The building now referred to as “Old Red” served as the Dallas County Courthouse from the late 1800s to the mid 1900s. It was completed in 1892. The first contracts were let around 1890. Robert L. James secured the bid of $365,000 to be the contractor. The original news release indicated that it was to be built of Little Rock granite and that construction would take two years.
Depending upon which party composes the list, it is considered either the sixth, fifth or fourth county courthouse. In a list that calls it the sixth, the 10′ x 10′ John Neely Bryan log cabin was listed as the first courthouse and served in that capacity for about two years from 1846 to 1848 A second was built in 1850 by J. B. McPherson out of wooden planks and had a mud chimney. Its dimensions were 16′ x 32′. The third was completed in 1855 and was a brick structure, two stories tall and was 50′ x 50′ and served for about seventeen years. The fourth was a domed sandstone structure completed in 1872 which burned in 1880. The fifth was completed in 1881 and served until it burned in 1890, making way for Old Red.
Old Red’s construction began in 1890 and it still survives today. The 1890s represented what has been referred to as the Golden Age of Texas Courthouses, since so many of the grand buildings of the state were built during this period. This building’s architectural style is generally referred to as Romanesque Revival. The primary architect was Max A. Orlopp, Jr. The upper floors are red Pecos limestone and the lower floor is Arkansas blue granite. Part of the reason for the use of cubic stone was to avoid the likelihood of fires, which had claimed most of the earlier structures. For a more architectural details of the building, please see the Masonry Magazine link below.
Orlopp was born in Brooklyn, New York in 1859 and graduated from the United States Naval Academy in 1881. He began his career as a railroad surveyor and became an architect in 1885. He had his office in Dallas at the time and in addition to the Dallas County Courthouse, designed a number of other buildings in Dallas. He also designed other courthouses, including buildings in Missouri and Arkansas.
(Image credit: Waymarking.com)
The cornerstone (above) was laid on November 13, 1890. According to the Fort Worth Daily Gazette the next day, a Masonic ceremony was performed by the Tannehill Lodge. Contents placed in the cornerstone included various artifacts from the cornerstone of the immediately preceding courthouse: a one dollar bill (called a “greenback” in the article), various documents pertaining to the lodge, a Bible, a bottle of Confederate money, a gold necklace donated by Mrs. Henry Ervay, a Swiss coin “thought to have been deposited by Henry Bail, who does not now remember having deposited it,” a handwritten history of Dallas by Col. McCoy. New articles included the lodge constitution and bylaws, Mrs. Sarah Cockerell, called the oldest resident of Dallas, donated a package of old relics that were not further described. Also included were samples of wheat and corn, flour from the Todd Milling Company and several area newspapers. A coin also deposited by J. Neely Bryan, Jr., who at the time was called the first child born in Dallas County, as were switch keys from the MKT and Santa Fe Railroads along with other artifacts. After an address, the ceremony was concluded. The cornerstone was reported to weigh 5,760 pounds and be 2 x 3 x 3 feet in size and was made of blue granite from the Fouche mountain in Little Rock, Arkansas.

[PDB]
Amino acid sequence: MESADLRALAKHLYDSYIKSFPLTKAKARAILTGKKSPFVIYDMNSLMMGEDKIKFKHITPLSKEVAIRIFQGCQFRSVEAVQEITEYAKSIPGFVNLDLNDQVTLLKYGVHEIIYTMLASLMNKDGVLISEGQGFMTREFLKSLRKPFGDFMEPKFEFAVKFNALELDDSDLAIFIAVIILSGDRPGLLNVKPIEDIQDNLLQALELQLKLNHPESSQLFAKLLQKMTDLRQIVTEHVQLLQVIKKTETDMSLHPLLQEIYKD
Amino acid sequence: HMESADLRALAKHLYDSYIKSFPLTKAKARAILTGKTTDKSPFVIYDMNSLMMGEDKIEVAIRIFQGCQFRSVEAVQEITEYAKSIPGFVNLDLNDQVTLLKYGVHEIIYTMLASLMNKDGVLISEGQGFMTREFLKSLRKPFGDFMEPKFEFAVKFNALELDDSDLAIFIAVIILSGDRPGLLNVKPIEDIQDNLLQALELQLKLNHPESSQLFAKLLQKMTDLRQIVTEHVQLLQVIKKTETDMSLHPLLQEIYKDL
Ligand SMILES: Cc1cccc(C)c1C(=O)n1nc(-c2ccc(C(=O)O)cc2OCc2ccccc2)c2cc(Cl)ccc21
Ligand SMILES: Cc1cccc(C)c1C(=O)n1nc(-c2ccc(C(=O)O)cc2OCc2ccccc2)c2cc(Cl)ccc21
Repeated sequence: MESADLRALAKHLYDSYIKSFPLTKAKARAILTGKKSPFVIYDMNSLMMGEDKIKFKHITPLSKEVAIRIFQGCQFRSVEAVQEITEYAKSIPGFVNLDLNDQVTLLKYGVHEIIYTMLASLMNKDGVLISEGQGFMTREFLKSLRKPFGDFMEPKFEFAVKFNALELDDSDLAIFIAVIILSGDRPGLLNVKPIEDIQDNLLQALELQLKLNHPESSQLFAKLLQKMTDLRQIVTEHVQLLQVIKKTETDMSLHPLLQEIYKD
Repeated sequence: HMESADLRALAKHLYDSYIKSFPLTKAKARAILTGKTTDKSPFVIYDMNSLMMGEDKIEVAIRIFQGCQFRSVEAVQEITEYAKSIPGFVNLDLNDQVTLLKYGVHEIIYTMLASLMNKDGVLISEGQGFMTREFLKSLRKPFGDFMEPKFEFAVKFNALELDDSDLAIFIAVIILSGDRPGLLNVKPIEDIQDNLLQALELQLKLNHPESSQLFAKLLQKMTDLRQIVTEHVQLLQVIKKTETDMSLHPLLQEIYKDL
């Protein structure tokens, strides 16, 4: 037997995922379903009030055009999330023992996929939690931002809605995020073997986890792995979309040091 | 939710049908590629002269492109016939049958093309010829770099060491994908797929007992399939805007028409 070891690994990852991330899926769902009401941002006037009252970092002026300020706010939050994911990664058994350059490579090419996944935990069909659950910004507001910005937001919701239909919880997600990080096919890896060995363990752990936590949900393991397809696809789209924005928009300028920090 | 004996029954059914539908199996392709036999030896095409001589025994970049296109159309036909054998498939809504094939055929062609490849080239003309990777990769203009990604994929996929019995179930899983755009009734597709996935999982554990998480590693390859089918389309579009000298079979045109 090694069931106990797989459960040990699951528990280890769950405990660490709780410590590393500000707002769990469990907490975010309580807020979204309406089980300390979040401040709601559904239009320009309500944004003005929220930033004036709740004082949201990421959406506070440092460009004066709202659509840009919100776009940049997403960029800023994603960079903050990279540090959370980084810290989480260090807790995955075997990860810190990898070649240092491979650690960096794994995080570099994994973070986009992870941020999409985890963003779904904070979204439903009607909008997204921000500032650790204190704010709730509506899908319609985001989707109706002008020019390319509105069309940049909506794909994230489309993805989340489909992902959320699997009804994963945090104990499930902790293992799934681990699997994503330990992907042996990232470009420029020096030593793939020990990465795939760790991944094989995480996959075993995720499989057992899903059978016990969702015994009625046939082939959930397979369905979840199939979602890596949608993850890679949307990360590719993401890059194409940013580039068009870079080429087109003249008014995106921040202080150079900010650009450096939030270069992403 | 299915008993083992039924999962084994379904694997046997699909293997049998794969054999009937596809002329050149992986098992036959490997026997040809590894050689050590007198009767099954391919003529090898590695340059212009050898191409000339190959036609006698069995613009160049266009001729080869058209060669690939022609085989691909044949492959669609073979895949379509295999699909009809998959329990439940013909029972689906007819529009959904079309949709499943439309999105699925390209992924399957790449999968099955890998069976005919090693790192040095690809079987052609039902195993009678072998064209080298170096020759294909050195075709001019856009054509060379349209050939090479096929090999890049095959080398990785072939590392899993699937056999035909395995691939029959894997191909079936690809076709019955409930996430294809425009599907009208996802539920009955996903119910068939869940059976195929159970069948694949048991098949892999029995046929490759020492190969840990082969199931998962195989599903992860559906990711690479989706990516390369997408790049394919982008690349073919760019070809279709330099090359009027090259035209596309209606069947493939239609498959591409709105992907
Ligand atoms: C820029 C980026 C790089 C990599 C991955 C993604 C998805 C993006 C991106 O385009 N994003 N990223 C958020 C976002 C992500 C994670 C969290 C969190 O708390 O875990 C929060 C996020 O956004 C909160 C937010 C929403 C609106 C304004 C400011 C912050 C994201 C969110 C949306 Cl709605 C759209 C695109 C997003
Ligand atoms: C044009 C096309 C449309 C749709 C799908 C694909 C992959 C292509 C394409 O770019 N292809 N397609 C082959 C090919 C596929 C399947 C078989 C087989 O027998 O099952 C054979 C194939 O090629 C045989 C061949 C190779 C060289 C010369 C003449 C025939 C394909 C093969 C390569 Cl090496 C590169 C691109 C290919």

In the midst of the construction, contractor James was let go and Orlopp was engaged to be the job supervisor for an additional stipend. One of the main design features of the original Orlopp plan was the tower that housed a 4,500 pound bell and a large clock. The tower remained in place but structurally was considered to be unsound since early in the life of the building. After much discussion, it was removed in 1919.
The building remained with its flat top for the better part of the next nine decades until it a move began to restore the old structure, including a recreation of its tower. New construction techniques allowed for a stable installation of the new tower. The original quarries were no longer available but close matches were found and utilized. It is estimated that the renovation and reconstruction required 5,500 cubic feet of sandstone and granite. The renovation was completed in 2007. Below is an image of how the building looked after 1919 (and for much of its life) along with images showing the original tower and its replacement.
(Old Red after 1919 – Image credit: Mary Ann Sullivan)
(Old Red – old tower and new tower; Image Credit – Cvent.com)
This is intended to be a basic timeline of the history of the building. To fully describe it would take much longer. A new County Courthouse was placed in service in the mid 1960s, though some county activities were carried on in the old building through the 1990s. It currently houses the Old Red Museum, officially known as Dallas County Museum of History and Culture.
Old Red Museum – https://www.oldred.org
254 Texas Courthouses (many vintage and current photos) – http://www.254texascourthouses.net/119-dallas-county.html
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